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When the tragic, separate deaths of his parents leave Jed Stone an orphan at seven, he embarks on a volatile path fueled by bad choices. After Jed is befriended by a youth pastor who takes him to see a 1943 Chicago Cub World Series game, an errant baseball lands in the bleachers next to them. Among a stampede of wild fans, Jed snags the baseball and later hides it in a secret place.

As Jed grows older, the youth pastor, Peter, attempts to share the concept of God's unconditional love with the boy who will have none of it. As Jed's checkered path leads him from reform school into a life of crime, Peter never wavers in his support of him. When a judge orders Jed to enlist in the Marine Corps, Jed entrusts Peter with his secret and asks him to keep the coveted baseball hidden. Despite all of Peter's efforts and Jed's heroism as a marine, his choices eventually leads him to dark days and eventually full circle where he will make a decision that shines a much-needed ray of hope on two unsuspecting souls.

In this inspirational tale, a troubled boy sets out on a coming-of-age journey where he learns about the power of a baseball, God's love, and his own generous heart.

It was an overcast day in Chicago. It was October 1943. An overhead view of Wrigley Field portrayed a packed stadium, fans warmly dressed to combat the Fall chill. A variety of paraphernalia adorned the whooping crowd. Usually it displayed a large red "C"-- the logo of their beloved home team Cubs.

The wind was blowing from home plate out toward right field in gusts of 25 m.p.h. Players blew on their hands between pitches warming themselves to react to the next pitch. People held radios to their ears trying to splice audio commentary to the view on the diamond. It was a drama on grass as two teams awaited history.

Outside the ballpark the world was immersed in a great war. This game was a respite for those in attendance from the angst and rigors of everyday life in an uncertain world. On any other day they had to feed their family, worry about the future, toil at some job (usually in support of the war effort), keep coal in the furnace, and have milk in the refrigerator.

The game offered an anodyne--an oasis in the midst of a desert. Would this be the day? The pitch? The victory? A positive outcome, although only ephemeral, could fill a void in the emotional depths of onlookers so hungry for an uplifting--a torch in a world darkened by war.

It was the 1943 World Series. It was the seventh and deciding game. Two teams--the hometown Cubs and the odious Bronx Bombers had played six nail-biters in a row, and the Series was tied three games apiece. It was all on the line now!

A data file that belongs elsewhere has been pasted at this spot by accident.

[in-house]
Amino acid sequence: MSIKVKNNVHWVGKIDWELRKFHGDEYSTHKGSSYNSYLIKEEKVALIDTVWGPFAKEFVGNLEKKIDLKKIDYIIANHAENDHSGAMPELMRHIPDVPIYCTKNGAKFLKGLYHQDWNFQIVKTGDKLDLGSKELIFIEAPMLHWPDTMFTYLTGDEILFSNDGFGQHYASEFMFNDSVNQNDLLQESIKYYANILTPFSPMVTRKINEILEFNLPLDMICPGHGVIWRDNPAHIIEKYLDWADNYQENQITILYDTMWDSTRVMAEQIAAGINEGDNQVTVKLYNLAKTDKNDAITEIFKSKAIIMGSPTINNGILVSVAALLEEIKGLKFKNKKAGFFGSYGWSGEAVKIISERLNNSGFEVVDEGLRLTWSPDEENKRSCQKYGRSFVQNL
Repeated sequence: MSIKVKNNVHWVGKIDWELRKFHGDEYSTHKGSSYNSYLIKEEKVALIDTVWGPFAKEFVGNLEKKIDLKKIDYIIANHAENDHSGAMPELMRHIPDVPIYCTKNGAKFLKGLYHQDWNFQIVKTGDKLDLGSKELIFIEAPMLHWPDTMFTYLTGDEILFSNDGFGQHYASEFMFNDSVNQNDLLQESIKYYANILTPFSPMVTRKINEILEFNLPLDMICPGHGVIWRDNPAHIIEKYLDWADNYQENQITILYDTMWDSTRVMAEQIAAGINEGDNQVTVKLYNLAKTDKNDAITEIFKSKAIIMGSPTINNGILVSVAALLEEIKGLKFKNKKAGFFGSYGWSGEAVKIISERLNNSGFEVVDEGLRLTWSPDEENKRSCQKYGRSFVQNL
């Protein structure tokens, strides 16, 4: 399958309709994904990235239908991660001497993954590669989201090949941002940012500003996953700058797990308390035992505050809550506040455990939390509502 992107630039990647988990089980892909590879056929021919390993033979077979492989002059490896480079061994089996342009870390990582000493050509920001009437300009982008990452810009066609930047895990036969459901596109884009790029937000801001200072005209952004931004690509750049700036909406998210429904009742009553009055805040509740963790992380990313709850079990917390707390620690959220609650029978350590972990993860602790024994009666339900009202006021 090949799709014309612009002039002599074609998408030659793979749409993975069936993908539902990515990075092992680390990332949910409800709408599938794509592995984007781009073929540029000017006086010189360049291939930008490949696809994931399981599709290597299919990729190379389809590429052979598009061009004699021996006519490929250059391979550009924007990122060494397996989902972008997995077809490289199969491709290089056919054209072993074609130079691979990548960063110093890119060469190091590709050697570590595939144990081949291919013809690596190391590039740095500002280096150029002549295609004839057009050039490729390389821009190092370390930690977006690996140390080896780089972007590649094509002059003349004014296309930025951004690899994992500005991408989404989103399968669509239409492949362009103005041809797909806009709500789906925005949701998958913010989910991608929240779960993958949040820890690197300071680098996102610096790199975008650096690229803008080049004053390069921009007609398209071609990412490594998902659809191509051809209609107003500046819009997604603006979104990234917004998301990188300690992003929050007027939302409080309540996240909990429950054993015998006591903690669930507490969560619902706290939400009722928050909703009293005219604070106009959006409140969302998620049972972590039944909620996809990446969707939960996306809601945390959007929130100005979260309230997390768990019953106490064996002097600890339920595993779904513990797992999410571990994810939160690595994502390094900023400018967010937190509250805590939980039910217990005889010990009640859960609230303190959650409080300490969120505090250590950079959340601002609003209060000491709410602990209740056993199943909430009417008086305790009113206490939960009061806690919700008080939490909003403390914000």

During this Game 7 the lead had changed several times. But now, going into the bottom of the ninth inning, the bedeviled Bronx Bombers led 6-3. Cub fans had doom in their eyes while the cocky Bombers winked confidently across the diamond at one another.

With two outs in the ninth, the Cubs put together a last straw rally. A ground-rule double, infield single, and walk loaded the bases. Hope and expectation revisited the die-hards. Max was at bat.
Now, according to the Chicago Tribune, Max was the leading candidate for the National League MVP . He was a slugger and had led the league in both homers and RBI's. The right man was at the plate. However, Max had also led the league in striking out with 172 whiffs--he was known to be a sucker for a curve on the outside corner.

With the game on the line and Max, a left-handed hitter waiting to bat, the Bomber manager brought in his ace relief pitcher. This left-handed reliever had a nasty curve considered almost unhitable.

The count on Max got to 3 balls, 2 strikes. Max backed out of the box while the Bomber manager strolled to the mound for a conference. A lip reader would have seen the manager tell his reliever, "throw that good, late breaking curve to the outside corner, he'll jump out of his shoes trying to hit it....he'll miss..and we'll be World Champs."

The pitch comes. A curve, low and breaking outside. Max lunges and weakly grounds it down toward the third base coaching box. Here we go again. Push the rewind button. Now, the collective must regroup and undergo yet another psychotic moment.

Pitcher winds and fires. Same pitch. Same lunge. Smack! Contact. Solid contact. A high drive to deep right. Right fielder back against the ivy. He leaps...glove outstretched. Ball gone. Home run. Cubs win the World Series. World Champs.

A nine year old boy, Jed Stone, sat in the bleachers that day. He sat, side by side, with a 20 year old man named Peter, a divinity school student serving an internship at a relatively new Chicago church.

When Max hit the blast heard round the world in that climatic ninth inning, Jed saw it all the way. A wild chase for the errant ball ensued. In the melee Jed snagged it quickly, pocketed it, and sat back down. Game over. Fans gone. What happened to the ball? That is what the Cubs, Max, millions of fans, and the Chicago Tribune wanted to know.

Jed knew the whereabouts of the ball. Only Jed knew.

John Heath served in the navy for four years and subsequently enjoyed a diverse career as president of a corporation, addictions counselor, and treatment center supervisor. Heath has degrees from Wharton School, University of Pennsylvania (MBA), Western Illinois University (MSE), Iowa State University (BS).Now retired, he lives in Bettendorf, Iowa, where he enjoys spending time with his children and grandchildren, and writing. Heath also completed seven marathons after age fifty.


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